One of the most important ways to seize the opportunity of the early years is through reading to your young child just 15 minutes a day. The more we read to young children, the more prepared they become to enjoy reading and do well in school.

When you read to your infant, they learn how books work and develop new language skills. They learn to associate warm, fuzzy feelings with books and learning. It’s a wonderful way to bond with your baby and create simple routines. When you read to your toddler, you teach them to use their imaginations; they learn about people, places, and things that can be important building blocks to later life success.

We know that simple practices create lasting foundations.

Whether you have a baby or a preschooler, here are 8 simple tips for building a healthy brain with books:

1. Read to your child early and often. You can begin reading to your child even when he or she is a baby. Research shows that children who don’t have as many words in their “word bank” are less ready for school, less prepared for academic success, and less able to follow instructions.

Reading to your child from their earliest days is a simple way to expose them to words, pictures, and the simple rhythms of turning pages and hearing your voice.

2. Actively involve them. As your baby gets older and develops coordination, involve them more in the reading experience. Let them hold the book and turn the pages.

3. Make it a positive experience. Let’s be honest, sometimes we don’t want to read to young children because it’s a struggle. They interrupt, they wiggle, they get up and walk away.

When reading to babies and toddlers, there’s just one goal: give them positive experiences with books.

They’re learning how to look at a book and how to turn the pages. They’re hearing your voice. They’re receiving deposits in their word bank. They’re looking at pictures and pointing or watching you point. When they get tired or squirmy, close the book and move on. Keep it fun, for you and for your child!

4. Make reading together part of your routine. Reading a book before naptime and bedtime helps children wind down and provides a regular point in the day to read together.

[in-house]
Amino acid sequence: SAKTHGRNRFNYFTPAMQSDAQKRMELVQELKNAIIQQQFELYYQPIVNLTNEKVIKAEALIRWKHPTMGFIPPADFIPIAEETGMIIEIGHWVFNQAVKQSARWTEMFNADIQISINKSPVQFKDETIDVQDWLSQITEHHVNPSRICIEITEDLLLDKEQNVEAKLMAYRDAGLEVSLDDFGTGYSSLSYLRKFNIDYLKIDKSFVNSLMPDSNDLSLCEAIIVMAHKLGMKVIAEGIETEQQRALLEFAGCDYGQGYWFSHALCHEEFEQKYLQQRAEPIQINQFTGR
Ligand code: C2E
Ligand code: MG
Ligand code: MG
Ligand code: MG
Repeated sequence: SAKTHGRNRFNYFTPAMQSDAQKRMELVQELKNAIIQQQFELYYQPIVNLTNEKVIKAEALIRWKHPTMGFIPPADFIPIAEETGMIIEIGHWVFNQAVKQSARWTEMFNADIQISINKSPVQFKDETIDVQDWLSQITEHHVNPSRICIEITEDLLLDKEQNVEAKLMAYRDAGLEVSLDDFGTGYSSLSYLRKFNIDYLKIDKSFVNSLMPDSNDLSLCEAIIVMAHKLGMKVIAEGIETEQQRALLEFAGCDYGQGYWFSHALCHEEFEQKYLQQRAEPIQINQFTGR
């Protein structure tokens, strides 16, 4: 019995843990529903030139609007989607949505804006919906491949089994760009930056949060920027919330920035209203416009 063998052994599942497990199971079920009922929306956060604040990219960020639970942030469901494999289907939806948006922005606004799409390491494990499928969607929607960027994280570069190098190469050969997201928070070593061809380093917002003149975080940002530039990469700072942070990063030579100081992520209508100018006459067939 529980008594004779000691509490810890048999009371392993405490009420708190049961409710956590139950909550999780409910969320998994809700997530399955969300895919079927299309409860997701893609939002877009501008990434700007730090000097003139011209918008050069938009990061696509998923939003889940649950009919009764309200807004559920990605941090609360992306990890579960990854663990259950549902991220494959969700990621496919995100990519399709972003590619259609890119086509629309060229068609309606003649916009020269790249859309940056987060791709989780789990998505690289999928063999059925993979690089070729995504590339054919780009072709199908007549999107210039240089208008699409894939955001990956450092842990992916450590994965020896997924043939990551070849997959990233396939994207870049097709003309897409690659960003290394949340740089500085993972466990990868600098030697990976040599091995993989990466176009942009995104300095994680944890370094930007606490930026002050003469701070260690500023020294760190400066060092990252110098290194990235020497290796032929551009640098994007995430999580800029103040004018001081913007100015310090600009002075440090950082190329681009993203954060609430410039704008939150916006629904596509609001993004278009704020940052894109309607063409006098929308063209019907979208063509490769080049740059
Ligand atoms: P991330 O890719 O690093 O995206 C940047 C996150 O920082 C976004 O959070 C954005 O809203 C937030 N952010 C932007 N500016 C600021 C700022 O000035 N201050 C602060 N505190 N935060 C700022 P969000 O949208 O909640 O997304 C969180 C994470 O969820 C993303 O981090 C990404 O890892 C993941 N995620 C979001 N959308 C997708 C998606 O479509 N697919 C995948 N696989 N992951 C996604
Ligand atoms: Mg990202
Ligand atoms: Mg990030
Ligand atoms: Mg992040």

5. Describe the pictures. With infants, you don’t need to read the word on the pages. Instead, describe what is happening in the pictures. Talk about the colors, shapes, and what the characters and doing. Point to the page when you do this. Books provide all sorts of learning opportunities beyond reading!

6. Have books available. Having a book basket in the living room or keeping a book tote to keep in the car communicates that reading is an important part of your world. Keep a book in your diaper bag and tucked in the basket of your stroller. Instead of handing your child a screen, hand them a book!

7. Visit the library often. Children LOVE the library. And libraries love children.

Not only can children begin to fill up their own library bags from an early age, they can also enjoy the fun and play surrounding literacy. Take advantage of the many preschool opportunities your local library has to offer!

8. Discuss stories. Your toddler will learn the most if you have conversations while you read. Respond to their comments and questions about the story. Ask questions that get them thinking. “Why is the boy sad?” “What do you think is going to happen next?”

As your child gets older, go a step further. Retelling the story back to you is a wonderful tool for language development. Let them go back through the book, using pictures to help them. As they mature, so does their ability to retell a story back to you!

We hope these tips encourage you to make books a simple but important part of your everyday routine with your child! For both parents and children, times together with books form fond and lasting memories.

The Basics are 5 fun, simple and powerful ways that every parent can give every child a great start in life!

Here are some resources that can help you on your journey:

Watch this short video for encouraging ways that real parents are helping their young children “Read and Discuss Stories” in everyday life. Click on the tips at the bottom of the page for Infants 0-12 months and Toddlers 12-24 months.

– Receive regular, FREE resources from The Palmetto Basics.

– Follow The Palmetto Basics on Facebook and Twitter. We provide encouraging, real-life, shareable content to help parents and caregivers!

– If you, your faith community, your organization, or your place of business would like to join us as a Champion for Children, contact us! [email protected]

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